Microsoft's Sold-Out Dell Tablet Promo Irks Shoppers - InformationWeek

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Microsoft's Sold-Out Dell Tablet Promo Irks Shoppers

Lucky Microsoft customers snagged Dell's Venue 8 Pro tablet for $99 Monday, but most others were left feeling burned.

10 Best Tablets Of 2013
10 Best Tablets Of 2013
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Microsoft's online store needed only minutes Monday morning to burn through its inventory of heavily discounted Dell Venue 8 Pro tablets. Many retail locations sold out almost immediately as well.

The response speaks to the potential for Windows 8.1 tablets to gain share as holiday sales continue. It could also foreshadow more rushes to Microsoft's online store and retail locations. The Venue 8 Pro deal was the first stage of the company's "12 Days of Deals" promotion, an attempt to get Microsoft products in front of shoppers' eyes between now and Christmas.

But the promotion didn't go off without a hitch. Many would-be customers, including a number of InformationWeek readers, were incensed by the way the deal unfolded.

Dell's Venue 8 Pro normally sells for $299, making it price-competitive with the non-Retina iPad Mini. But Microsoft's online store offered the device for only $99 to the first 100 customers, and then for $199 until stock ran out. Microsoft's retail stores offered $99 units to the first 20 customers before reverting to $199 for all remaining stock.

[How does Microsoft's Surface 2 stack up against Apple's iPad Air? Read iPad Air vs. Surface 2: 9 Considerations. ]

News of the deal began making the rounds last week, and scores of people evidently attempted to take advantage. When the online discounts went live Monday morning at 7:00 a.m. PT, the site almost immediately reached the critical mass of users necessary to disrupt service. After unsuccessfully trying to access Microsoft's online store, many InformationWeek readers cried foul, venting their frustration in emails and in our previous article's comments thread.

Several readers reported that Microsoft's online store wouldn't load, or crashed as they tried to place orders. Some argued that this sort of flash sale is intrinsically hostile to consumers because it can be so easily overtaken by bots, though others defended the practice. An InformationWeek commenter who went by the handle edstreiff argued that using a bot is like asking friends to hold a space in line, though he noted that even his personal arsenal of 50 bots was unable to secure one of the $99 Venue 8 Pros.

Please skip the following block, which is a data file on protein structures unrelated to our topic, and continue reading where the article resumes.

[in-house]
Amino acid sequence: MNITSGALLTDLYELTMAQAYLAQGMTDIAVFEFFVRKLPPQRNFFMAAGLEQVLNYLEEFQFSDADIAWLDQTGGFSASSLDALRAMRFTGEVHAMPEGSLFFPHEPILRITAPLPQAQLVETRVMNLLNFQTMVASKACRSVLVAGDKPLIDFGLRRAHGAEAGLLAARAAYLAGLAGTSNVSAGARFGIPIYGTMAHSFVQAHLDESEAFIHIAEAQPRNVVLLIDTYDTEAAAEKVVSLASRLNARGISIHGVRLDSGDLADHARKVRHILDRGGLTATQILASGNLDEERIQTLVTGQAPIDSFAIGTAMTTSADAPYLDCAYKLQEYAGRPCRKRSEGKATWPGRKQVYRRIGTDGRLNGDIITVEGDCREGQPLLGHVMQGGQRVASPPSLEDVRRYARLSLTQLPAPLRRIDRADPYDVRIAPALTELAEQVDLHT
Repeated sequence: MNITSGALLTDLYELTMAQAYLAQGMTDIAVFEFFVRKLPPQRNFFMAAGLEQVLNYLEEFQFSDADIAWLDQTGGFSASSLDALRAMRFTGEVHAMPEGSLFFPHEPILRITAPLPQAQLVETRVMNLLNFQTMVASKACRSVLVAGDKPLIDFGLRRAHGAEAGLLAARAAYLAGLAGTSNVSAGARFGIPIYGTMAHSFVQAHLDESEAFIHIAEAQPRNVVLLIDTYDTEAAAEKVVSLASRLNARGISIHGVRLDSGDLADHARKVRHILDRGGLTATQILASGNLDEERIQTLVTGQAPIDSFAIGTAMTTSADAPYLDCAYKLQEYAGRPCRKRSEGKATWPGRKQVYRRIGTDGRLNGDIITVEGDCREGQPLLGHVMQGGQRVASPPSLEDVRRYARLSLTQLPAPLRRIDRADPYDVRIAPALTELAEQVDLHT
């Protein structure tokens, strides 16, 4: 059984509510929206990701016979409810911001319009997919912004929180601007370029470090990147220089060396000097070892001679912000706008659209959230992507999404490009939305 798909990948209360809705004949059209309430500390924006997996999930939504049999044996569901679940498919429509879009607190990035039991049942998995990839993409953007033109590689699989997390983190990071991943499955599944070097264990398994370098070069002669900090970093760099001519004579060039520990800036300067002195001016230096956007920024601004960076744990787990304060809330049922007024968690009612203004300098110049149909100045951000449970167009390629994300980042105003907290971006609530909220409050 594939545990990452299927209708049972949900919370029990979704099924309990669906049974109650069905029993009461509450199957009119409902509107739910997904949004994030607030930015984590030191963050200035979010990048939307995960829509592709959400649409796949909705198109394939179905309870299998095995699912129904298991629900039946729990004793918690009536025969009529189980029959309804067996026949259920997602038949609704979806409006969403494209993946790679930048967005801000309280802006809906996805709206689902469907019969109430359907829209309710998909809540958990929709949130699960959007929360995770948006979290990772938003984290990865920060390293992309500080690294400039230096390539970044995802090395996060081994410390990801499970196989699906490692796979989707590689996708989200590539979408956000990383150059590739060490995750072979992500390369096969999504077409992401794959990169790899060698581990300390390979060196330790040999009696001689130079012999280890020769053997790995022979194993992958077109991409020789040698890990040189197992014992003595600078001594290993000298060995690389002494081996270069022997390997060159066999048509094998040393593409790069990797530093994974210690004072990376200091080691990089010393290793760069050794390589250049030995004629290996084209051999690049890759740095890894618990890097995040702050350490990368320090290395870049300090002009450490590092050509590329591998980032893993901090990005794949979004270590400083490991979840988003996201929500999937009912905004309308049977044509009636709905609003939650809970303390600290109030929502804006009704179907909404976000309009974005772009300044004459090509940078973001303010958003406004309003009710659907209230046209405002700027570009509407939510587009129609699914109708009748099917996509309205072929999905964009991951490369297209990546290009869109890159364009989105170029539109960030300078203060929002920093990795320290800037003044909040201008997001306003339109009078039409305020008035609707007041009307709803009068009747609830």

There were also reported roadbumps at retail locations. Commenter MichaelO943 thought he had secured a prized place in line when he arrived at a Chicago store before it opened. He discovered, however, that vouchers had been given out the night before. As a result, the $99 units were already "sold out," even though the store had not opened and the devices had not been distributed.

Microsoft drew crowds by heavily discounting Dell's Venue 8 Pro, but not all interested shoppers got a chance at the deal.
Microsoft drew crowds by heavily discounting Dell's Venue 8 Pro, but not all interested shoppers got a chance at the deal.

A Microsoft representative said via email that some locations used vouchers as a means of line control. At some stores, people evidently arrived hours ahead of time, and store employees handed out the vouchers so people could grab food or use the bathroom without losing their spots in line.

While some experienced frustration, others had better luck. "Got [the tablets] at $99 each and the store staff was great. The process was very smooth and they offered free drinks to everyone in line," commenter ACoBildo said of his experience at an Oklahoma City Microsoft Store.

Microsoft also pulled off a trick that's more commonly associated with Apple -- getting crowds of people to camp out. A number of threads that appeared Monday on social media site Reddit documented long lines of people queuing up outside Microsoft stores.